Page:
MMA storylines: The intrigue of Jason Jackson, Ikram Aliskerov and Sergei Pavlovich


On Friday and Saturday, fight fans will get their fill of MMA as the three largest promotions of the sport will be in action.

PFL kicks things off on Friday (4:30 p.m. E.T. on ESPN/ESPN+) in Salt Lake City, Utah, with the lightweights and light heavyweights continuing their regular season. On Saturday afternoon, UFC Fight Night commences in Riyadh, Saudi Arabia (Noon E.T. on ESPN/ABC), featuring a main event between former middleweight champion Robert Whittaker and Ikram Aliskerov. Also in the afternoon, Bellator’s Champions Series (Noon on HBO Max) touches down in Dublin, Ireland, as Jason Jackson prepares to defend his welterweight title against Ramazan Kuramagomedov.

With 35 fights on tap across three cards, there’s intrigue and curiosity all around. Andreas Hale, Brett Okamoto and Jeff Wagenheim hit on the storylines to focus on during a jam-packed fight weekend.

How good is Ikram Aliskerov?

Hale: Aliskerov will have an opportunity to race up the middleweight rankings by stepping up on short notice to face Robert Whittaker after the only man he has ever lost to, Khamzat Chimaev, was forced out of the fight due to being “violently ill” according to UFC president Dana White. There’s not much to know about the Russian outside of his two UFC wins coming by first-round stoppage against Phil Hawes and Warlley Alves. Whittaker is levels above Hawes and Alves, and it could be a case of Aliskerov simply biting off more than he can chew with little time to prepare.

But what if he isn’t? What if Aliskerov defeats the former middleweight champion in Saudi Arabia? It would be one of the most significant leaps in UFC history when a fighter on the rise defeats the UFC’s No. 3-ranked middleweight. He’d likely immediately find himself in pole position for a title opportunity after just his third UFC fight. At worst, he’d square off with Sean Strickland in a title eliminator.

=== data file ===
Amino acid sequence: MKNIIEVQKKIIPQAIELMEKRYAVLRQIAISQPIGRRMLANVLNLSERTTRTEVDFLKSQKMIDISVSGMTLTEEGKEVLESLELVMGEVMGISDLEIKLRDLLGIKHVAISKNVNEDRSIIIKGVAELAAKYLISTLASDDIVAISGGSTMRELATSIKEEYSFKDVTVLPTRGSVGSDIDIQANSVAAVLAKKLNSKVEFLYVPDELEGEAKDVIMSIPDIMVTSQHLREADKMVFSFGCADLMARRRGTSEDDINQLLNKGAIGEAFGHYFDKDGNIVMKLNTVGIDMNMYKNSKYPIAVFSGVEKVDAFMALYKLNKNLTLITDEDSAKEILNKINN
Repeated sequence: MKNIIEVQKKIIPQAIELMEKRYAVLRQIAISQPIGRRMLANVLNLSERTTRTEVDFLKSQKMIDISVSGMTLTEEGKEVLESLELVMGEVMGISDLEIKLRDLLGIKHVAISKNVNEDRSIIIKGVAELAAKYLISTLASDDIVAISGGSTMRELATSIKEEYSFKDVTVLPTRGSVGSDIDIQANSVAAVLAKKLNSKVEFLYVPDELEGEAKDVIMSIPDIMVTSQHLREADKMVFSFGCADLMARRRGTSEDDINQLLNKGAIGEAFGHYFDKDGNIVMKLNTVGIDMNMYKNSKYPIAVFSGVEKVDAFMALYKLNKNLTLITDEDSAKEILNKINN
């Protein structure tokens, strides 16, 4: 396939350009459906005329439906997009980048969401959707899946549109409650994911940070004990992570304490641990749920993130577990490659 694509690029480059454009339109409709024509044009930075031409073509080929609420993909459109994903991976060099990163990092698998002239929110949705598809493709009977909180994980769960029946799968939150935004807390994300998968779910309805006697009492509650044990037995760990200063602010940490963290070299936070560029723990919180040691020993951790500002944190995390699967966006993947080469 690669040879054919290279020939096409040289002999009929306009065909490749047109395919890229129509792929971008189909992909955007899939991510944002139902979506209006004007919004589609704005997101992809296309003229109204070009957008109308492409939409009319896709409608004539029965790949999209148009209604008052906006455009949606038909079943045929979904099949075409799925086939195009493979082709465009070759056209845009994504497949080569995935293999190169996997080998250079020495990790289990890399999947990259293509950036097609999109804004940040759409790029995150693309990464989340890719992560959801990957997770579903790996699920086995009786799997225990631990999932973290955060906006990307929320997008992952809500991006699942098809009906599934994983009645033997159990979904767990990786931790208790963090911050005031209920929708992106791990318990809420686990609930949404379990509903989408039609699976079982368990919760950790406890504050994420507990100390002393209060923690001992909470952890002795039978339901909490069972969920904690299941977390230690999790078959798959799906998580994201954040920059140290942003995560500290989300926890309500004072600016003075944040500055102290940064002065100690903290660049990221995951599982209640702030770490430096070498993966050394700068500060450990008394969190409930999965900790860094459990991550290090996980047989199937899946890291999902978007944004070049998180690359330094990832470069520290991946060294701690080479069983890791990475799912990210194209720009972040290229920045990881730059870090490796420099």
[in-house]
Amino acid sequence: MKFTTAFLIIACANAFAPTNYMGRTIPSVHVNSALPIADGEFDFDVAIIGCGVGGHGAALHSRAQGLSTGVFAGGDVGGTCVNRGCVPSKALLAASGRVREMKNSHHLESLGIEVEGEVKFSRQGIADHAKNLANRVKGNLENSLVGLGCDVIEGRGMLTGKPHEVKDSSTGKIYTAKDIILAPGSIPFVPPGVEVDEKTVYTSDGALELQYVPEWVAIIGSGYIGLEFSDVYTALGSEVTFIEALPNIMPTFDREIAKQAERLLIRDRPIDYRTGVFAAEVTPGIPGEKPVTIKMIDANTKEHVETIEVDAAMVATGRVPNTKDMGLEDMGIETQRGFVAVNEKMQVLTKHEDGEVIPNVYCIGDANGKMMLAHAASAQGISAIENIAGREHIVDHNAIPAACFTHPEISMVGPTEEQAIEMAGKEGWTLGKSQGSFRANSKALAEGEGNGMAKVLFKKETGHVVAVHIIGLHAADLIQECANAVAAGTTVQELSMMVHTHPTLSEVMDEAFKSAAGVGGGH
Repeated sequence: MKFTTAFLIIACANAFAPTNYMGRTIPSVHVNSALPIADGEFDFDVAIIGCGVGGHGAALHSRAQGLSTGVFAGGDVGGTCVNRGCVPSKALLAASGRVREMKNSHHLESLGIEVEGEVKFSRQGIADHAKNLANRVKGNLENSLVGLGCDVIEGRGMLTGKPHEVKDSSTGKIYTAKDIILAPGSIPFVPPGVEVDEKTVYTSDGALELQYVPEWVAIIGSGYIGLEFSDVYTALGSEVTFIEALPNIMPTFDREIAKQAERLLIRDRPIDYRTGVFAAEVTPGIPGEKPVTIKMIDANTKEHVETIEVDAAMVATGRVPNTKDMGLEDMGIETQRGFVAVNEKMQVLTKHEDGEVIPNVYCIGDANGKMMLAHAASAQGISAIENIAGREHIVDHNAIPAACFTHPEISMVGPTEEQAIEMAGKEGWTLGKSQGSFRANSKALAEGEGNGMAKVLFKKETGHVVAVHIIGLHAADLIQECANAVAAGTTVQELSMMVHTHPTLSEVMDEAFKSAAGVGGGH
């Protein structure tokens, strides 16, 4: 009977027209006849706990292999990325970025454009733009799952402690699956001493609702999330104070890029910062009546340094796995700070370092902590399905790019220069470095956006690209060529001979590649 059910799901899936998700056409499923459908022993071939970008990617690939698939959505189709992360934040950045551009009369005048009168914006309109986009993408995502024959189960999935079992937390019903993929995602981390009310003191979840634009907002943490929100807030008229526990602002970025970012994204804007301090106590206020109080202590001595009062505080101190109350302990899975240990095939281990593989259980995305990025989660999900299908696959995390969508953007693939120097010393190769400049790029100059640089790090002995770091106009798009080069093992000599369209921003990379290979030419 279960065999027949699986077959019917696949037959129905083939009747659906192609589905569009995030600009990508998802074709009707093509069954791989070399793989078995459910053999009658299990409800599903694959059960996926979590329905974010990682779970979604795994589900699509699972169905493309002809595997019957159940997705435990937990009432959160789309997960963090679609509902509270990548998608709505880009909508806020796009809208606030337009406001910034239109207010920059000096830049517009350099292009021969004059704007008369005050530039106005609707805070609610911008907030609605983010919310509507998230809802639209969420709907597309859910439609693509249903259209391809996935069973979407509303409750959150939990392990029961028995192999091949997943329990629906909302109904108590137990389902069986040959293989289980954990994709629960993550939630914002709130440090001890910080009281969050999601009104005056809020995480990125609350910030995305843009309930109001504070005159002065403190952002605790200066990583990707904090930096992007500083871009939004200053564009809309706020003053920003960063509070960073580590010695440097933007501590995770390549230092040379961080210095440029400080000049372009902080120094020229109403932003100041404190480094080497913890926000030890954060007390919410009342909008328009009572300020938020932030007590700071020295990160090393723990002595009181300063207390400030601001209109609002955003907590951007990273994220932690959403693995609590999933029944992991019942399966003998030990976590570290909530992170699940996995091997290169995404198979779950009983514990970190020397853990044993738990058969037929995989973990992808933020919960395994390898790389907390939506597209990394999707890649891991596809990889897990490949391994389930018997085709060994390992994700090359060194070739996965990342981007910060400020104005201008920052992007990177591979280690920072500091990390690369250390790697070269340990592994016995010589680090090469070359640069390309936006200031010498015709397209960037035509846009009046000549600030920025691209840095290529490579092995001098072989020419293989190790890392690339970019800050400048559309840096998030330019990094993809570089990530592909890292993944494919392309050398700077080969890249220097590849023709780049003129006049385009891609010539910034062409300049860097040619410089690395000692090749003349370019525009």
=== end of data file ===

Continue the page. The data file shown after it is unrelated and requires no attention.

If Aliskerov comes up short, he could still rocket up the rankings if it’s a competitive fight. Aliskerov truly has nothing to lose and everything to gain on Saturday night. And in a division that could certainly use some new blood in the title picture, the Dagestani sambo fighter could shake up the 185-pound division in a major way.

Jason Jackson looking for recognition in Bellator title defense

Wagenheim: If you’re a mixed martial artist who competes inside a cage that does not have eight sides, you are fighting an uphill battle. The UFC is the big show, giving its athletes a head start in pursuing stardom. Fighters in Bellator, PFL and other second-tier promotions often just play bit parts until they put on performances that make them impossible to ignore.

Jackson has been doing some of that. The Bellator welterweight champion will enter Saturday’s main event in Dublin on an eight-fight winning streak, including victories over Benson Henderson and Douglas Lima, both former champions. But Jackson’s most impressive outing during that run of success was November’s dethroning knockout of Yaroslav Amosov, who came into the title bout at 27-0.

Jackson’s opponent this weekend is also undefeated. However, Ramazan Kuramagomedov (12-0) does not have the public profile or combat experience of Amosov and has never faced an opponent of Jackson’s caliber. So this fight represents a necessary proving ground for the Dagestani challenger, while simultaneously putting Jackson in position to vanquish another perfect record in his second title defense. Who’ll put the sport on notice?

Is Sergei Pavlovich the 2024 version of Shane Carwin?

Hale: Remember Carwin? The heavyweight with lunch boxes for hands who obliterated everyone in front of him in a single round before losing to Brock Lesnar for the UFC heavyweight championship in 2010? And when Carwin finally lost for the first time in 13 MMA fights, we would only see him once more, in a losing effort to Junior dos Santos, before injuries derailed his career and sent him into retirement.